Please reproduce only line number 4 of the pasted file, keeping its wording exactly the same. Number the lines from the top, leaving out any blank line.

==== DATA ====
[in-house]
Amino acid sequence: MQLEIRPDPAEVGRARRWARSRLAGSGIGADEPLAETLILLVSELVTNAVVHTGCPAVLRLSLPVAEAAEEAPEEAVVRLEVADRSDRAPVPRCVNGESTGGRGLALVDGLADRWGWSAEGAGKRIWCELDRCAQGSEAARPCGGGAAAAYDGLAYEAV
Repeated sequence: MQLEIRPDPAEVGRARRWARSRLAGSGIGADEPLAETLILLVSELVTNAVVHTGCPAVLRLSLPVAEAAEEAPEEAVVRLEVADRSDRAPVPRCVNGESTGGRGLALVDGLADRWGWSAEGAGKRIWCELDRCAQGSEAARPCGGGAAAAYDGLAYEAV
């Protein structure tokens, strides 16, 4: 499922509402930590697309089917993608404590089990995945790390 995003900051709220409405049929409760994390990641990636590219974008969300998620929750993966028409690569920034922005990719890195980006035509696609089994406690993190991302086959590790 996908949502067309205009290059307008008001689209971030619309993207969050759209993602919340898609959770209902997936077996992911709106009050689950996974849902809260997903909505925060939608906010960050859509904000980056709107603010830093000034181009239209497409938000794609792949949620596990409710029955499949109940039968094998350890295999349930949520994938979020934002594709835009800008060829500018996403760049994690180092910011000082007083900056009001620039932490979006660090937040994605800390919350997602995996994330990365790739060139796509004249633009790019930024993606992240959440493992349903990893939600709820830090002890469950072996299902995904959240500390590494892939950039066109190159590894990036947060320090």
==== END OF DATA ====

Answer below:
């Protein structure tokens, strides 16, 4: 499922509402930590697309089917993608404590089990995945790390 995003900051709220409405049929409760994390990641990636590219974008969300998620929750993966028409690569920034922005990719890195980006035509696609089994406690993190991302086959590790 996908949502067309205009290059307008008001689209971030619309993207969050759209993602919340898609959770209902997936077996992911709106009050689950996974849902809260997903909505925060939608906010960050859509904000980056709107603010830093000034181009239209497409938000794609792949949620596990409710029955499949109940039968094998350890295999349930949520994938979020934002594709835009800008060829500018996403760049994690180092910011000082007083900056009001620039932490979006660090937040994605800390919350997602995996994330990365790739060139796509004249633009790019930024993606992240959440493992349903990893939600709820830090002890469950072996299902995904959240500390590494892939950039066109190159590894990036947060320090």